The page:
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A daily record of what I'm thinking about what I'm reading

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Sunday, May 1, 2016

Why we shouldn't loathe Karl Ove Knausgaard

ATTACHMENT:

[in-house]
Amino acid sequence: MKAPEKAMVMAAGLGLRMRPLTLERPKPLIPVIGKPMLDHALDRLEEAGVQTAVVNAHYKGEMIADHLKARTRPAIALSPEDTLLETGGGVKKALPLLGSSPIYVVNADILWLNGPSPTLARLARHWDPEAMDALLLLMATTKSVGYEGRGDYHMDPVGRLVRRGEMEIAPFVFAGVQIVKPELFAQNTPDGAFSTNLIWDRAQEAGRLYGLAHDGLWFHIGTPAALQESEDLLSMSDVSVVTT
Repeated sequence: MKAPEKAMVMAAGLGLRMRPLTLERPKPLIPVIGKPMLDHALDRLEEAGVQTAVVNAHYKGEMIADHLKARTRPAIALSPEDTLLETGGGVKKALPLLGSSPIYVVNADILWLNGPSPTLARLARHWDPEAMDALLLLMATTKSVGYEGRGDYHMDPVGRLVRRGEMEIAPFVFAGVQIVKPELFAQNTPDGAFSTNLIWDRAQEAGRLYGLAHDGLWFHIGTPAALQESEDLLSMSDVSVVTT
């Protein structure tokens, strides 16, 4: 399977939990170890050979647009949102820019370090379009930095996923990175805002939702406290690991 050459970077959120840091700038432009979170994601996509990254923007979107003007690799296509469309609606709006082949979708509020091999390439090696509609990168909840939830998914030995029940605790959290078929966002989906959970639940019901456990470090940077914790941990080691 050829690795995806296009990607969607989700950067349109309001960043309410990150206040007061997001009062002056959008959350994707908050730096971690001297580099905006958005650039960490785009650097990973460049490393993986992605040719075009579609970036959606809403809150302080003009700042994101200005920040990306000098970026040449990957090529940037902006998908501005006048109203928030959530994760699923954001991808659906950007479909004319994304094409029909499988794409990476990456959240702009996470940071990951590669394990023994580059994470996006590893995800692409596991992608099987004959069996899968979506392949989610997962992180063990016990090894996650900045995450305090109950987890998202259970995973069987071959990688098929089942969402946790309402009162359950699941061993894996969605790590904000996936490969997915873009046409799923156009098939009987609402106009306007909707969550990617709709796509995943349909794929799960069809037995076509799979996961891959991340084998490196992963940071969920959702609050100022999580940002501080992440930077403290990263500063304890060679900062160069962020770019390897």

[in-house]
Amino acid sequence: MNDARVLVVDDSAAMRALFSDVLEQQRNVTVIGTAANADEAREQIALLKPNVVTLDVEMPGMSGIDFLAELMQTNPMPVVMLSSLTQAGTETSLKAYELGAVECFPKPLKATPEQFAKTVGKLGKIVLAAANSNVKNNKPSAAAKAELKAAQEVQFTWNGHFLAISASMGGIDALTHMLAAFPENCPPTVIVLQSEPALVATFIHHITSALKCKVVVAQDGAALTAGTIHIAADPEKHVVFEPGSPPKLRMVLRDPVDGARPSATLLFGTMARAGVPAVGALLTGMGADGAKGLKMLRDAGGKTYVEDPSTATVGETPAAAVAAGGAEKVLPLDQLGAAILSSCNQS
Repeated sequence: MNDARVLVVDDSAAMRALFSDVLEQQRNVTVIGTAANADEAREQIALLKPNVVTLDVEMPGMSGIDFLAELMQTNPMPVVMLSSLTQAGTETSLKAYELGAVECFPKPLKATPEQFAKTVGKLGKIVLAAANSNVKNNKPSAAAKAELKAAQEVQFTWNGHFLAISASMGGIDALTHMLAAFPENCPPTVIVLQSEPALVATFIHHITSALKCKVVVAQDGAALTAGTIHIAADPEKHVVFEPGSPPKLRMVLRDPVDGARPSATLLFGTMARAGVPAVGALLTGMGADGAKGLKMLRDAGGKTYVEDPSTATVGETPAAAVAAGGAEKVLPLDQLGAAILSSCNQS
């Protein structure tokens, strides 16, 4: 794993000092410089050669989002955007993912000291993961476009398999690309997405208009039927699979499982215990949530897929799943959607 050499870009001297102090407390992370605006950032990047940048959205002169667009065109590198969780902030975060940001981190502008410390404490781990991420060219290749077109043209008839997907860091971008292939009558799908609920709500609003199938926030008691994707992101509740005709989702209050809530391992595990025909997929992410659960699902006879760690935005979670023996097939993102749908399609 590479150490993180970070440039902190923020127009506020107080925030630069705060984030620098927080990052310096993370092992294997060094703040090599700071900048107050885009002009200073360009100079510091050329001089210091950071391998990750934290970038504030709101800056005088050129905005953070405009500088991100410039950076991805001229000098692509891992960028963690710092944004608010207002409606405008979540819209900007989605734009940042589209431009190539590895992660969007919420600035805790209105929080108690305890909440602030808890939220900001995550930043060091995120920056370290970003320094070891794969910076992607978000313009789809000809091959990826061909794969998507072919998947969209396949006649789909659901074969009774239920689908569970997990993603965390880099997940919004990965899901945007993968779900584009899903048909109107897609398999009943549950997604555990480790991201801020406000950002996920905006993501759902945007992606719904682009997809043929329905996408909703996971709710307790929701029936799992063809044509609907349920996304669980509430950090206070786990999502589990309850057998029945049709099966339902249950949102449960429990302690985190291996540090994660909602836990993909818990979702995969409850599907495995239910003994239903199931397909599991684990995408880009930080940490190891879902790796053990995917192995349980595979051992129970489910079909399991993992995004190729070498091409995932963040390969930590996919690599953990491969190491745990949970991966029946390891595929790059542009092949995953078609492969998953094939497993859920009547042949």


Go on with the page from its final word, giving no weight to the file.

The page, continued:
As part 2 of Book 5 in Karl Ove Knausgaard's My Struggle opens we jump about 3 years further into his life - he's now about 23 and studying in the literature program in Bergen and appreciating some really great novels - notably Magic Mountain and other works by Mann - breaking free from the fixation on experimental fiction that dominated the Writing Academy, where he'd completed his first year of studies and that as far as I can see did him no good, more or less shattered his self-confidence and moved him deeper into drinking and other destructive behavior. Yes, the NYTBR review that came out today is probably right (I won't read it till later but did read the headline and boldface pull-quotes) that KOK is almost daring his readers to see him as an evil person. But we don't, really, though we might have had this book been a standalone, but not if we've gone w/ him this far and seen the legacy of alcoholism in his family and the terrible bullying he was subjected to by his hateful father. It strikes me that KOK's post high-school (gymnas) experiences were completely upside-down: after gumnas he went to teach for a year in a fairly remote high school, then spent a year in the Writing Academy where he was the youngest of the 8 students, then began reading literature in what seems like it must be a university. Shouldn't this have been reversed? Study literature and earn an undergrad degree, try teaching for a year, then enter the Writing Academy? He was for too immature and irresponsible to teach right out of high school, far too inexperienced to devote a year to writing. At least he seems happier and more respected in the literature program. We do then step back to where part 1 left off, with KOK sobbing in remorse before his brother whom he'd badly injured in a drunken rage - and, as that part of the story fills in, we see KOK enter into what seems like the first healthy and mature love relationship of his life thus far - so we'll see how that relationship founders, no doubt.

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